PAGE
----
So you’re planning that dream holiday, trying to fit weeks and months of travelling into your budget. But since you’re going to be away so long, why not boost your savings pot by making your house work for you while you’re away? The market for holiday lets in Britain is strong – both from foreign visitors and Brits looking for a break.
It’s not as easy as simply handing over your keys and setting off – there are some things you have to consider – but it isn’t a difficult thing to do and can be very lucrative if you get it right. Here’s our guide to the things you need to think about when renting out your property:
Who will take care of the letting?
You can advertise and search for tenants yourself, or you can employ the services of a holiday lettings firm such as Rent My Cottage. If you choose the former you’ll receive all the rental money, but will be faced with all the admin and organising that comes with it – things which can be hard to keep on top of if you’re travelling around the world. By sacrificing a small part of that income, you could have a dedicated service that takes care of finding tenants and will be a point of emergency contact for guests, as well as putting able to put you in touch with recommended local companies who can take care of cleaning and maintaining your home in-between guest visits.
If you decide to go it alone, it is worth looking for long-term tenants rather than many short-term lets. You’ll be able to tie them into a fixed contract and won’t have to worry about maintenance. You will have to arrange for someone local to be a point of contact while you are away, but you may be able to find a friend or family member to take care of this.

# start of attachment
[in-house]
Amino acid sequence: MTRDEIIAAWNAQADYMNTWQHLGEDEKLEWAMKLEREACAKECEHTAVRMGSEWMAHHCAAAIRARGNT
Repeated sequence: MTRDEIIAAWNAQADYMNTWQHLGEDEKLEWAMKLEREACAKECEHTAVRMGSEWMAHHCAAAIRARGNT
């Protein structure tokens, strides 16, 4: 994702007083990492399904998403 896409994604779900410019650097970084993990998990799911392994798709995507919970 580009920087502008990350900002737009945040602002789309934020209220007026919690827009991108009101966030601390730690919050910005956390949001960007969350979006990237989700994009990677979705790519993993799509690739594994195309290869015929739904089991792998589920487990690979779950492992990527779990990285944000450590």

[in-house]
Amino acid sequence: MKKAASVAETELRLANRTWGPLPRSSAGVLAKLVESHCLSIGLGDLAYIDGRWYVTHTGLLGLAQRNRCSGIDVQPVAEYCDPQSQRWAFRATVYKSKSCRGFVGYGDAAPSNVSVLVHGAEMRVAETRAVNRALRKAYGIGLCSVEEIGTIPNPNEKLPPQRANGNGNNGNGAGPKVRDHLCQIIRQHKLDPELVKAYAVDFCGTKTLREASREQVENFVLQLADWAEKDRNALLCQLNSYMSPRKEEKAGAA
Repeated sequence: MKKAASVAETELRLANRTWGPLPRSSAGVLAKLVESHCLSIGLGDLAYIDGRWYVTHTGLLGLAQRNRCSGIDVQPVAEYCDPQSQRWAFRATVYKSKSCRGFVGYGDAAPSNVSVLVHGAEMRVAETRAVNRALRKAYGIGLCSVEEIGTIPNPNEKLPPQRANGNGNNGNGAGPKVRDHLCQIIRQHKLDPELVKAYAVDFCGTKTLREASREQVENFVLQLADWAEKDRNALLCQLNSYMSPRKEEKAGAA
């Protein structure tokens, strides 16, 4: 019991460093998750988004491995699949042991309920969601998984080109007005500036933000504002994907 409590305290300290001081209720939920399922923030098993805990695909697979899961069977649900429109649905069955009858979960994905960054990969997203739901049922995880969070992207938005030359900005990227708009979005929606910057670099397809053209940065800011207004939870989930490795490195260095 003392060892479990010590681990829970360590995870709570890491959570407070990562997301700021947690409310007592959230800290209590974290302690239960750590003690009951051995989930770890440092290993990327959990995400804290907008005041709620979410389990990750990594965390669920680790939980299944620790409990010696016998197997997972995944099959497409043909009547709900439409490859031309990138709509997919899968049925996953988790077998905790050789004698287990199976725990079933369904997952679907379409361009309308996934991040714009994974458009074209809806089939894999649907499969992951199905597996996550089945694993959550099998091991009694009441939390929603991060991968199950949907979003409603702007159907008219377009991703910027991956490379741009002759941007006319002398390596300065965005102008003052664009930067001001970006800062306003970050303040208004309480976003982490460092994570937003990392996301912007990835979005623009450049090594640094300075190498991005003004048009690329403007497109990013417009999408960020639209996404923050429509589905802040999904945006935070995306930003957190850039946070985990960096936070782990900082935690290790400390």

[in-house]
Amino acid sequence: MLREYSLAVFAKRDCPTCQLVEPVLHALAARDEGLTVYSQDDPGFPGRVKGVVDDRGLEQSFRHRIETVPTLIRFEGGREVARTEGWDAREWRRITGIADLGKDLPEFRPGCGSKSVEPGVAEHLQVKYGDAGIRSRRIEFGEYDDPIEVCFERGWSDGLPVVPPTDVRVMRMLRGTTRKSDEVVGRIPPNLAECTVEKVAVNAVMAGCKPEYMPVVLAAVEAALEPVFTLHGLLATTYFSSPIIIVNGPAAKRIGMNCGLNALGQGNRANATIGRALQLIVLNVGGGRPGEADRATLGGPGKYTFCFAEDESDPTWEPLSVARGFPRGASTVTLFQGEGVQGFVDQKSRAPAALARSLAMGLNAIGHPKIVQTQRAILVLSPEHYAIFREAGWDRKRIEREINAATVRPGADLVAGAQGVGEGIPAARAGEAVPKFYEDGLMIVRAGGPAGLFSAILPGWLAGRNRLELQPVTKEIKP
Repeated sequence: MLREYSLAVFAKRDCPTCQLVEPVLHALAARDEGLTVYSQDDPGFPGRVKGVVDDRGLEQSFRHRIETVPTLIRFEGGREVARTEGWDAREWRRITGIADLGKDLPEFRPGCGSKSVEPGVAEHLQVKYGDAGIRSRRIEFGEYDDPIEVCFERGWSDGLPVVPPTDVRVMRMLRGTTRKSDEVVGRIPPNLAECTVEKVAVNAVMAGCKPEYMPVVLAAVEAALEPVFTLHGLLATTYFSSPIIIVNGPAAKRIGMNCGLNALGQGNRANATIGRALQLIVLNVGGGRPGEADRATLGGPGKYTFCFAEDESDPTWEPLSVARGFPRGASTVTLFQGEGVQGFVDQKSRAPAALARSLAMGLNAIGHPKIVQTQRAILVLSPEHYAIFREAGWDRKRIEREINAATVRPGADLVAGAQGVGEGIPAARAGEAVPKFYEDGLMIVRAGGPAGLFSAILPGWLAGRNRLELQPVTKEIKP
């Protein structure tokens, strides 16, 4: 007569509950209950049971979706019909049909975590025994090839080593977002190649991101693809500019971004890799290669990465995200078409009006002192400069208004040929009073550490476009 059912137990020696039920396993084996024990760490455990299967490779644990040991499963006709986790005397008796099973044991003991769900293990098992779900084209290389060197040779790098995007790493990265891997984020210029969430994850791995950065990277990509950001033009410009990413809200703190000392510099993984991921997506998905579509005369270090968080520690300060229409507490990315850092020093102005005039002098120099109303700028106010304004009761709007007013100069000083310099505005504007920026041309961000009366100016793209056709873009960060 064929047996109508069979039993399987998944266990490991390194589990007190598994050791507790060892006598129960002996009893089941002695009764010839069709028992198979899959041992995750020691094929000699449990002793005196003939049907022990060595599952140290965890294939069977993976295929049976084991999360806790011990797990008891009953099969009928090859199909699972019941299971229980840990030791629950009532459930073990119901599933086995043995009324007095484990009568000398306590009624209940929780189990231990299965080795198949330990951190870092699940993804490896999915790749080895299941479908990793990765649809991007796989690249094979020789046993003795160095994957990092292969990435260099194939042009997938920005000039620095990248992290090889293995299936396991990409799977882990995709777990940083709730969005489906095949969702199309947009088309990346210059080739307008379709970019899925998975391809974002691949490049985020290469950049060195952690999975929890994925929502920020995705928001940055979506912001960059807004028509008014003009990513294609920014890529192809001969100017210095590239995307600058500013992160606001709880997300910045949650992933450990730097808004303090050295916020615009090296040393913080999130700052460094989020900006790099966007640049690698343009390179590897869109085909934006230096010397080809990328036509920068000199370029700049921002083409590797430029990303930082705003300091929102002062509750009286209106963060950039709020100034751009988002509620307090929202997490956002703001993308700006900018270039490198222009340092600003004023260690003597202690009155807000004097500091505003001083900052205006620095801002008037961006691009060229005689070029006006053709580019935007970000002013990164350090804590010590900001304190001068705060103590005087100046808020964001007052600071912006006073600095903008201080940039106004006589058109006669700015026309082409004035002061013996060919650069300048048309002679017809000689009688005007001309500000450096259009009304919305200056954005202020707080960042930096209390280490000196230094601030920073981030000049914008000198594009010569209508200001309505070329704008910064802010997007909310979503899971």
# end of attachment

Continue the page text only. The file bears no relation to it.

What price to ask for?
As with house prices overall, the location and size of the property need to be taken into account when setting a rental price. However, with holiday lets the location will be more valuable if it is near attractions and tourist areas, rather than transport networks and schools that make permanent residences more valuable. Look around for similar properties in your area for guidance, but be prepared to lower your expectations depending on response – some income is better than none!
Presentation and belongings
Your house should be presentable and free from clutter to attract tenants, while all repairs need to be done to ensure tenants are safe (on that note – liability insurance to cover any accidents is a must). You will be taking security deposits to cover damage to your furnishings, but it may be worth removing and storing pieces with sentimental value which cannot be replaced.